I don’t know what this book was, but I loved it. I need to read it at least three more times, and discuss it in a classroom setting, and make my sweetheart read it, and discuss it lying in bed with her. I want to soak up this book more, and carry it around with me, underline parts, and write notes in the margins. I’ve read it through once, pretty much straight through during a shift at the bookstore, with a break in the middle to get a slice of pizza, and that isn’t enough interaction. That was enough to know this book means something, that it could be important to me, but not enough to break down the hows or whys.
The way Nelson weaves through theory and autobiography is mesmerizing. Far too often there is a divide between theory and life, which kind of defeats the point. Nelson’s living her theory, trapped by it sometimes, changing it to face the reality of day to day existence.
Nelson is writing about family, especially motherhood, especially what it means to be a queer feminist mother. Nelson is figuring out what it means to be a part of queer family when family means two parents and children, like a “normal” family, instead of the vastness of queers as family that is a common metaphor. This naturally leads to writing about homonormativity, which is something Nelson doesn’t want to be a part of, even as that conflicts with her desire for a comfortable domestic life.
Queer’s one of those big words that means a thousand different things to a thousand different people, which means it always has to be defined. Nelson’s definitions really worked for me. I really wish I had written it down before I had to give it back to the library. I appreciated her perspective about what it means to be queer, and what it means to navigate a partner’s queerness when it’s different than your own, which can be something really big, and is something I’ve been thinking on, but isn’t something I see discussed very often.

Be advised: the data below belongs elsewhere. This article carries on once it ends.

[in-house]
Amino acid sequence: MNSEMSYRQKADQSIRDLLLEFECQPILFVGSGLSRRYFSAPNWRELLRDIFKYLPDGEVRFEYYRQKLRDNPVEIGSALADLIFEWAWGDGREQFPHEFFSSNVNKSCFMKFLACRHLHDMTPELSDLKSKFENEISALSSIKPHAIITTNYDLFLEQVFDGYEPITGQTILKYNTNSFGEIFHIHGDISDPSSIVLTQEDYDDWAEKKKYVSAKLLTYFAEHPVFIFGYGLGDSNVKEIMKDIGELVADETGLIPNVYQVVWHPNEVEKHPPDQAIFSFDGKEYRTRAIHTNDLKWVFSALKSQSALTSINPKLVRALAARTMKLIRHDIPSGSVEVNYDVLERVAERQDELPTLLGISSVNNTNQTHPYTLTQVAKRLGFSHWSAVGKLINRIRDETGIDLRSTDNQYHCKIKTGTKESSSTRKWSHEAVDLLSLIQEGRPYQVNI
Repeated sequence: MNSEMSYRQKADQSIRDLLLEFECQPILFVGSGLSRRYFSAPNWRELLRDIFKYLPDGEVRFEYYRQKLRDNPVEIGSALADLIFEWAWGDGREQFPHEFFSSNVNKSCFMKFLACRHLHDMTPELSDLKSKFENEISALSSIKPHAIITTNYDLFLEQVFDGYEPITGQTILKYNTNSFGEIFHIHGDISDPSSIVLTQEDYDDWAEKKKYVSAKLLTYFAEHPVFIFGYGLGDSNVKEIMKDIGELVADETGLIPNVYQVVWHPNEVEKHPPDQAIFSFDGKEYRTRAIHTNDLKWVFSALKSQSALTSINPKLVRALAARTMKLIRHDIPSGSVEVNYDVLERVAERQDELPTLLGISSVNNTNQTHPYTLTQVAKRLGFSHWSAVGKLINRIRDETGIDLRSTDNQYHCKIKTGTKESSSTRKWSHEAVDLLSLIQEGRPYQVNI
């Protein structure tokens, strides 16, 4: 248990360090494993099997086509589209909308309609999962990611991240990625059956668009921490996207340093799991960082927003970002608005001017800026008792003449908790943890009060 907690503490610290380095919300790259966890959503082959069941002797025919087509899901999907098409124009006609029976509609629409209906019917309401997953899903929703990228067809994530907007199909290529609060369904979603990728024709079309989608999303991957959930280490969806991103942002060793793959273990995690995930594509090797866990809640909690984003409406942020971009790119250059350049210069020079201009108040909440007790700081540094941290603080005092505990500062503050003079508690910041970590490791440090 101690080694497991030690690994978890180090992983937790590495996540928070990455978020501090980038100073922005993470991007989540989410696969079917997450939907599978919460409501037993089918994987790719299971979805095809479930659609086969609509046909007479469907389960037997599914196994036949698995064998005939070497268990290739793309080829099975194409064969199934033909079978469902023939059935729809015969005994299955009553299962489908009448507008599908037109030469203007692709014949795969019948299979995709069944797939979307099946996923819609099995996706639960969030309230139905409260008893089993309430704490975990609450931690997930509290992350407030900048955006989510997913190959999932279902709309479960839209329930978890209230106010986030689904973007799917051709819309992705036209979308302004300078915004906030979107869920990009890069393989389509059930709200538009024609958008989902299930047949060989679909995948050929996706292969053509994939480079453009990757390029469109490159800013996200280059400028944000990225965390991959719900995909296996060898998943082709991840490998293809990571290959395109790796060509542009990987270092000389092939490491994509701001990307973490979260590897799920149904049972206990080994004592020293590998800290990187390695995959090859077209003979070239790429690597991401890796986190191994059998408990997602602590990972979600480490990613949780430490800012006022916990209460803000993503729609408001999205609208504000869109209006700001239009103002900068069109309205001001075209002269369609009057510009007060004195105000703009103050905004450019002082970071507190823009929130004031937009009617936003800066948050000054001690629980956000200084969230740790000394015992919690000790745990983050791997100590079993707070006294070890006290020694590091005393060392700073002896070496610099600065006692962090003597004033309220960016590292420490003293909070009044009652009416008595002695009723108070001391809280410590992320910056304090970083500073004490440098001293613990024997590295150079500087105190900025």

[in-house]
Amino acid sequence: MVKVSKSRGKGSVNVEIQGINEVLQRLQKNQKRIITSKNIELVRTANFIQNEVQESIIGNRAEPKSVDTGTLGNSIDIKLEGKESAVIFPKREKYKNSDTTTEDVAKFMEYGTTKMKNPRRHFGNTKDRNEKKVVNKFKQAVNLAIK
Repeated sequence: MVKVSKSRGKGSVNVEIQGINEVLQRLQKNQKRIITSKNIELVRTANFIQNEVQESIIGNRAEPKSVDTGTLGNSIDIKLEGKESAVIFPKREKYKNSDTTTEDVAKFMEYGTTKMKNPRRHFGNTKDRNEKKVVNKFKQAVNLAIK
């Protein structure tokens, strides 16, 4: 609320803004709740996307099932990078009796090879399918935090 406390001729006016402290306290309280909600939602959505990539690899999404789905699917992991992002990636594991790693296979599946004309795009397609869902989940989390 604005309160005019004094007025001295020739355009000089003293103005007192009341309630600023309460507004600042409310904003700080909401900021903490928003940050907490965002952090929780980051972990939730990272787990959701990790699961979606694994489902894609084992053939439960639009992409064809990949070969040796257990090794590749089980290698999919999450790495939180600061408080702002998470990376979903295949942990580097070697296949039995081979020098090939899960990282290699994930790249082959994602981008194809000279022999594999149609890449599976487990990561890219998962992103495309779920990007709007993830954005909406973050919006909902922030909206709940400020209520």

Nelson is simply a great writer. I wish I could write like this. It’s a perfect mix of passion and honesty with academic writing. That’s very close to my ideal prose style. There are moments, especially early on, where things seem confused, and it isn’t clear who she’s writing to, but it gets more sure as things go on. Overall the cut and paste nature of the text adds a lot. It makes the book more playful and less predictable. I really need to read it again. I’m not done with this book, not even close. I have more things to say about it, and it has more things to say to me.